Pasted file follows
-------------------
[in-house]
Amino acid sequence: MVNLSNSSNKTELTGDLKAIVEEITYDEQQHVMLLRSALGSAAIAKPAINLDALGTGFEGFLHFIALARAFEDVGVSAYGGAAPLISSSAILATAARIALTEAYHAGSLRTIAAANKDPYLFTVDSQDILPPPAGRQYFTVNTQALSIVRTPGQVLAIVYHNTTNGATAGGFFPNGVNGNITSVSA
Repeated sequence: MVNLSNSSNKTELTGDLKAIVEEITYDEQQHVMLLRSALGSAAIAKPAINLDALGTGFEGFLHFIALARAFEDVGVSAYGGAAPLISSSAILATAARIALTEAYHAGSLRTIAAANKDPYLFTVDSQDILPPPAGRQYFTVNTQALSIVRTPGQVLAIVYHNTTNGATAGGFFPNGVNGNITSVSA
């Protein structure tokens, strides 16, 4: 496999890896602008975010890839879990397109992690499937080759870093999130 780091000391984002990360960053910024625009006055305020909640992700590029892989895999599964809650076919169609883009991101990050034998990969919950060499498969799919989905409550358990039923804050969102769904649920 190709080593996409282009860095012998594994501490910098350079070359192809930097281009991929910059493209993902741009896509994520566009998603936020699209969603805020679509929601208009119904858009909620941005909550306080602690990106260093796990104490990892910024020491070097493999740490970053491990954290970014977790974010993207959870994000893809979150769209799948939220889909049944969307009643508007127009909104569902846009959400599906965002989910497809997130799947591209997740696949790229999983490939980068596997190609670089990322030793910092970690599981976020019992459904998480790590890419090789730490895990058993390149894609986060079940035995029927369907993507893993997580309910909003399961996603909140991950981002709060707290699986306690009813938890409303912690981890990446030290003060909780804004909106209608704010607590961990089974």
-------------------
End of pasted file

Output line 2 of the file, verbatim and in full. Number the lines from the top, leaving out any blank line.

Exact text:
Amino acid sequence: MVNLSNSSNKTELTGDLKAIVEEITYDEQQHVMLLRSALGSAAIAKPAINLDALGTGFEGFLHFIALARAFEDVGVSAYGGAAPLISSSAILATAARIALTEAYHAGSLRTIAAANKDPYLFTVDSQDILPPPAGRQYFTVNTQALSIVRTPGQVLAIVYHNTTNGATAGGFFPNGVNGNITSVSA